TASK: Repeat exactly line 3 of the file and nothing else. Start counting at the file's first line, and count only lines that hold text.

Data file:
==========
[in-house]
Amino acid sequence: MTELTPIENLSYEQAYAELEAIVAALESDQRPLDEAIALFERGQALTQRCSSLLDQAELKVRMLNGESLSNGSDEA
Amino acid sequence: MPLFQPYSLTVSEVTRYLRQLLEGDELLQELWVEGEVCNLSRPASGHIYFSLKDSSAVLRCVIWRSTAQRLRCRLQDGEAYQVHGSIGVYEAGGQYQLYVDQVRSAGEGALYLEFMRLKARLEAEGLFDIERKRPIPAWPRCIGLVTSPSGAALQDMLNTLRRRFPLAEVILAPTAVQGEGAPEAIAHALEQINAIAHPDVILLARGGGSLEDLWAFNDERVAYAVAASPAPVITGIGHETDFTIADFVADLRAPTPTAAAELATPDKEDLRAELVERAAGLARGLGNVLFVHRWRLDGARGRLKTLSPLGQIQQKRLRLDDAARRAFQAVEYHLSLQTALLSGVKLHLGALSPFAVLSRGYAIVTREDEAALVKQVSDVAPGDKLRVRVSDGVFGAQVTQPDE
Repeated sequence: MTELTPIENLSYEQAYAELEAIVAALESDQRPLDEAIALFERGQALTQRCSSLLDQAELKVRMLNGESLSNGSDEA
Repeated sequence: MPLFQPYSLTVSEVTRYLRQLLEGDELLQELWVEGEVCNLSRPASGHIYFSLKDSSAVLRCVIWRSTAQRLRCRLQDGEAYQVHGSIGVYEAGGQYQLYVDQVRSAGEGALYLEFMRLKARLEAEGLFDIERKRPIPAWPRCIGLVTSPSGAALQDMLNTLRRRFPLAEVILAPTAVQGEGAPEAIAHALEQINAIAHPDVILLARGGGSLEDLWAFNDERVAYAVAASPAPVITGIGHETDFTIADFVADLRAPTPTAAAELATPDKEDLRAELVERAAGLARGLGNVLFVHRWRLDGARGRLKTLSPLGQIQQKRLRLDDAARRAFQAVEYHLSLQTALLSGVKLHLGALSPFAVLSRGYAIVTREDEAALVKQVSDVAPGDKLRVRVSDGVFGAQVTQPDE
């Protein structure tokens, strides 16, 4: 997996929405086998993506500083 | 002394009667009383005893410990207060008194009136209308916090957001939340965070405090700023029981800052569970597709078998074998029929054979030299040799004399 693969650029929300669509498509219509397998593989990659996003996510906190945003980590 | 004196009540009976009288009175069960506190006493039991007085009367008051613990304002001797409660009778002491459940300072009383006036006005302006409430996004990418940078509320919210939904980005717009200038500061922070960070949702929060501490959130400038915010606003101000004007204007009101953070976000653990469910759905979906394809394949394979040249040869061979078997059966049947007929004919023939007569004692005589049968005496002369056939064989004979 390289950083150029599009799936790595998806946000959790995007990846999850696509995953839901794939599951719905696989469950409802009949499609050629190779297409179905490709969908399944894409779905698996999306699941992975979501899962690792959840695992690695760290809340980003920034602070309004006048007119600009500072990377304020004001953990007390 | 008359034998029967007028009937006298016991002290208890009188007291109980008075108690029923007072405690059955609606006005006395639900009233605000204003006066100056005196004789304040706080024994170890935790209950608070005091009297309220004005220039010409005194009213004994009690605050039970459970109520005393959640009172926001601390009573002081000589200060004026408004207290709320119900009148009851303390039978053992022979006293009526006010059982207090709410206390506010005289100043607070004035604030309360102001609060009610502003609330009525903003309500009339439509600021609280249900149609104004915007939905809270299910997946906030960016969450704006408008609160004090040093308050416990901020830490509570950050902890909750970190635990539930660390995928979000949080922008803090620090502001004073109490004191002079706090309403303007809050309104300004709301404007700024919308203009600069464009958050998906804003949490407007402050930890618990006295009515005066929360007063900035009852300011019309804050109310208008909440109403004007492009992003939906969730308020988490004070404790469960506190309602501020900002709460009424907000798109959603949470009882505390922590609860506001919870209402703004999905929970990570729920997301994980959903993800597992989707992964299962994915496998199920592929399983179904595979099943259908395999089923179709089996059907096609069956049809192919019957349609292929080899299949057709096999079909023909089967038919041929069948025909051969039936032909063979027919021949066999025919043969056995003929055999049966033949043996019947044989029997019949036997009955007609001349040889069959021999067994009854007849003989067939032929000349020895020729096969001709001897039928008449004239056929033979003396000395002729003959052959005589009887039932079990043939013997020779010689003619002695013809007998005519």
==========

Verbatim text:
Amino acid sequence: MPLFQPYSLTVSEVTRYLRQLLEGDELLQELWVEGEVCNLSRPASGHIYFSLKDSSAVLRCVIWRSTAQRLRCRLQDGEAYQVHGSIGVYEAGGQYQLYVDQVRSAGEGALYLEFMRLKARLEAEGLFDIERKRPIPAWPRCIGLVTSPSGAALQDMLNTLRRRFPLAEVILAPTAVQGEGAPEAIAHALEQINAIAHPDVILLARGGGSLEDLWAFNDERVAYAVAASPAPVITGIGHETDFTIADFVADLRAPTPTAAAELATPDKEDLRAELVERAAGLARGLGNVLFVHRWRLDGARGRLKTLSPLGQIQQKRLRLDDAARRAFQAVEYHLSLQTALLSGVKLHLGALSPFAVLSRGYAIVTREDEAALVKQVSDVAPGDKLRVRVSDGVFGAQVTQPDE